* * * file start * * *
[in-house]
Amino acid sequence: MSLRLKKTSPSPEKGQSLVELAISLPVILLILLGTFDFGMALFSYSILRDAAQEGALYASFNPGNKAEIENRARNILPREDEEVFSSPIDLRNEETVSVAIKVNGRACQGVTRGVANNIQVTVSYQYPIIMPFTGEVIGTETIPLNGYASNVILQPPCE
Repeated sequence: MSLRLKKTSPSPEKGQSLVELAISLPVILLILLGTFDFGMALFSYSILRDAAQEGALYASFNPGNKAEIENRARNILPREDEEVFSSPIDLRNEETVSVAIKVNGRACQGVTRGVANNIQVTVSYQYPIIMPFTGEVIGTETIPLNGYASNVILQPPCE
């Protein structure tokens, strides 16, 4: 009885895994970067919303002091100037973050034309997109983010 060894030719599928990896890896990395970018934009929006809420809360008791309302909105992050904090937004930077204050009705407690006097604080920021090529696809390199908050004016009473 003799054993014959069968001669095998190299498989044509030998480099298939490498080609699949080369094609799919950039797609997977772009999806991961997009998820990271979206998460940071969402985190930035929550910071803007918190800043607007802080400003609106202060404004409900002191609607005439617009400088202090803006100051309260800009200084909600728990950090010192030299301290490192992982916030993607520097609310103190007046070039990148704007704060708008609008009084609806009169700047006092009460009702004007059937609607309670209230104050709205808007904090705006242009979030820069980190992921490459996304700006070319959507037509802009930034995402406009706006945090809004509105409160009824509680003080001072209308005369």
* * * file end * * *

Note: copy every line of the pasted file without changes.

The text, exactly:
[in-house]
Amino acid sequence: MSLRLKKTSPSPEKGQSLVELAISLPVILLILLGTFDFGMALFSYSILRDAAQEGALYASFNPGNKAEIENRARNILPREDEEVFSSPIDLRNEETVSVAIKVNGRACQGVTRGVANNIQVTVSYQYPIIMPFTGEVIGTETIPLNGYASNVILQPPCE
Repeated sequence: MSLRLKKTSPSPEKGQSLVELAISLPVILLILLGTFDFGMALFSYSILRDAAQEGALYASFNPGNKAEIENRARNILPREDEEVFSSPIDLRNEETVSVAIKVNGRACQGVTRGVANNIQVTVSYQYPIIMPFTGEVIGTETIPLNGYASNVILQPPCE
């Protein structure tokens, strides 16, 4: 009885895994970067919303002091100037973050034309997109983010 060894030719599928990896890896990395970018934009929006809420809360008791309302909105992050904090937004930077204050009705407690006097604080920021090529696809390199908050004016009473 003799054993014959069968001669095998190299498989044509030998480099298939490498080609699949080369094609799919950039797609997977772009999806991961997009998820990271979206998460940071969402985190930035929550910071803007918190800043607007802080400003609106202060404004409900002191609607005439617009400088202090803006100051309260800009200084909600728990950090010192030299301290490192992982916030993607520097609310103190007046070039990148704007704060708008609008009084609806009169700047006092009460009702004007059937609607309670209230104050709205808007904090705006242009979030820069980190992921490459996304700006070319959507037509802009930034995402406009706006945090809004509105409160009824509680003080001072209308005369």